Microsoft Cancels its iPad Rival, Courier

Dennis Faas's picture

Microsoft's proposed rival to the very popular Apple iPad appears stillborn. According to reports, the Redmond-based firm's much-hyped dual screen Courier tablet computer has been cancelled.

The report is courtesy of tech blogging site Gizmodo, which says that Courier failed to make it out of Microsoft's research phase. It was Gizmodo that first revealed the Courier several months ago, showcasing pictures of a device boasting two screens that folded into one another like one of those old-fashioned books we hear about from time to time.

The Courier prototype was reported to include a touch screen display along with a stylus note maker, similar in style to the one used in conjunction with Nintendo's DS handheld gaming system.

Tech Bloggers Build Microsoft Courier Hype

For its part, Microsoft never formally announced the device, with much of the hype surrounding Courier building on the forum walls of tech blogs like Gizmodo.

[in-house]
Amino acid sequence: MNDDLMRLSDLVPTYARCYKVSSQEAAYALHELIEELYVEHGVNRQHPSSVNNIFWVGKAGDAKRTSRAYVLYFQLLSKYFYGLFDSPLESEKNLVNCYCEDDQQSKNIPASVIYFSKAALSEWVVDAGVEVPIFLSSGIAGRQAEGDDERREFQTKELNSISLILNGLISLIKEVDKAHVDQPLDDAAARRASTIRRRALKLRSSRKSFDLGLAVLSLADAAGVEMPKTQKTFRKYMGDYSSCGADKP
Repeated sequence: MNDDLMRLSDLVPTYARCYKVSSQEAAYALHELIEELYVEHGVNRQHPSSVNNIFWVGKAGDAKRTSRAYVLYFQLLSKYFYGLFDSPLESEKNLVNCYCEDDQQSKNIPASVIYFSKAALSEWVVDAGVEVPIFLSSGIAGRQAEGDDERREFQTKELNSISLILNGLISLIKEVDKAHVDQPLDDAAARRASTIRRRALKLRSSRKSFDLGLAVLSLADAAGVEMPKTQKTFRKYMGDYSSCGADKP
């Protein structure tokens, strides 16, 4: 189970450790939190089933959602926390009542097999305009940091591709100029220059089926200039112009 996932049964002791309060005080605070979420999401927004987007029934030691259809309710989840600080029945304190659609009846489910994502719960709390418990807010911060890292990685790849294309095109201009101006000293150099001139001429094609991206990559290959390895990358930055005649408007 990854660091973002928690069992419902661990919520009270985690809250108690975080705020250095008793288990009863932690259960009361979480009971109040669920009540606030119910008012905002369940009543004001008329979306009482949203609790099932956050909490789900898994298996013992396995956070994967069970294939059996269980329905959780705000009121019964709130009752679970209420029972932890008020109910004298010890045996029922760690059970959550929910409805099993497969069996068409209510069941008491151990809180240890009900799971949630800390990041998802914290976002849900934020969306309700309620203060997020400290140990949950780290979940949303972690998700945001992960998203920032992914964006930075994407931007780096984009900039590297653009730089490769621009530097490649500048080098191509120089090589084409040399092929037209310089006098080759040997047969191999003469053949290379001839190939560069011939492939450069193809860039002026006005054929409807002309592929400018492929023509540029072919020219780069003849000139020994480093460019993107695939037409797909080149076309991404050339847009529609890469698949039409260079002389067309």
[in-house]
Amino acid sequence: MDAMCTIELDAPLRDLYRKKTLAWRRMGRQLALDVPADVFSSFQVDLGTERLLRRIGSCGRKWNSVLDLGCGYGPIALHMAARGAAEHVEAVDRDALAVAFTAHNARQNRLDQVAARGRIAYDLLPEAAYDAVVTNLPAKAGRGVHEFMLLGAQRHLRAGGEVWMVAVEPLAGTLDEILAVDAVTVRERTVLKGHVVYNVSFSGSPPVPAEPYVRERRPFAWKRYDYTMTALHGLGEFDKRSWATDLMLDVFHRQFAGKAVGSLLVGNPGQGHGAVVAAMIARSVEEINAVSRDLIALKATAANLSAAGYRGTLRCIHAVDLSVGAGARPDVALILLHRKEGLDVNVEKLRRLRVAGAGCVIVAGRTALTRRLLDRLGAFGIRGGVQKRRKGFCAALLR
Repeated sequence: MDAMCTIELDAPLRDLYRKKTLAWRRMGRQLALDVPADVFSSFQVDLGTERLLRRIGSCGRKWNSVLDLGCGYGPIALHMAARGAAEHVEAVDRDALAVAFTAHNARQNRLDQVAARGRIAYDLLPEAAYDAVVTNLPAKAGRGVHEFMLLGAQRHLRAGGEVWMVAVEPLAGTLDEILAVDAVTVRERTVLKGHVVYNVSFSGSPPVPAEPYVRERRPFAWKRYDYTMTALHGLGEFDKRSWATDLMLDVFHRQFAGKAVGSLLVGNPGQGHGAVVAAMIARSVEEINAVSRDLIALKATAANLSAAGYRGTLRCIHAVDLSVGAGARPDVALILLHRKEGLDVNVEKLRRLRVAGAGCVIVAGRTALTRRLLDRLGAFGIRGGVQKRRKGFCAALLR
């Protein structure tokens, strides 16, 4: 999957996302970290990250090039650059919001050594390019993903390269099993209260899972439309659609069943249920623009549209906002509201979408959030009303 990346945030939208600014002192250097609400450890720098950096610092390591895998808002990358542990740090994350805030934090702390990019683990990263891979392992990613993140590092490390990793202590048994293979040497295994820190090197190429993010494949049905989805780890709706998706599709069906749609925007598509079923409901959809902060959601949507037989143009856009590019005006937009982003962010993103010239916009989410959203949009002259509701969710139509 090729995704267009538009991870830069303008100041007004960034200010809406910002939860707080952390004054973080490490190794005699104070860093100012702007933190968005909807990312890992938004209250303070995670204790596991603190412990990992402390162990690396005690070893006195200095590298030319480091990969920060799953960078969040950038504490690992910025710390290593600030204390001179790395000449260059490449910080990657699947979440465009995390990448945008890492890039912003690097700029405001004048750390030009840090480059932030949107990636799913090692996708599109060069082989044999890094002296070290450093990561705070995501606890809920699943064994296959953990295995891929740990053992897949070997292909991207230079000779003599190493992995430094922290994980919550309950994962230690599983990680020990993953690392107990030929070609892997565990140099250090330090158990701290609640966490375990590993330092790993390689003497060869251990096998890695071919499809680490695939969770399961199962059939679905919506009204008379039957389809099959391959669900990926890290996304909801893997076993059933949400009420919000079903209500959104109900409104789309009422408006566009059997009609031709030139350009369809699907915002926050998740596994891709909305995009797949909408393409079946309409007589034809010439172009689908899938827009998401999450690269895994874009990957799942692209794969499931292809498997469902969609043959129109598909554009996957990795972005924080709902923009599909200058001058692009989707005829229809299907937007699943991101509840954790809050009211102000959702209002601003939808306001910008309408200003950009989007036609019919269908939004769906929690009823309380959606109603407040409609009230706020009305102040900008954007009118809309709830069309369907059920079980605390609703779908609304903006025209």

It's a surprising move given the iPad's resounding success in its first full month in availability. Reports suggest Apple has sold over a half million of the slick little devices, despite reports that the WiFi component's design is less than perfect. Microsoft could have used these kinds of early struggles to sell its own nascent tablet.

MS: Courier Could Live On In Similar Devices

As mentioned, Microsoft has been pretty quiet about the project. However, in a recent statement company vice president of communications Frank Shaw did note that Courier will contribute to similar future projects.

"It's in Microsoft's DNA to continually develop and incubate new technologies to foster productivity and creativity," Shaw said. "The Courier project is an example of this type of effort and its technologies will be evaluated for use in future Microsoft offerings." (Source:

So, the attention now turns to the remaining iPad competitors: Hewlett-Packard is reportedly developing its own tablet (called the HP Slate): one that will boast Windows 7, while Google pursues an Android-based device. Here's hoping they get further than the Courier. (Source:

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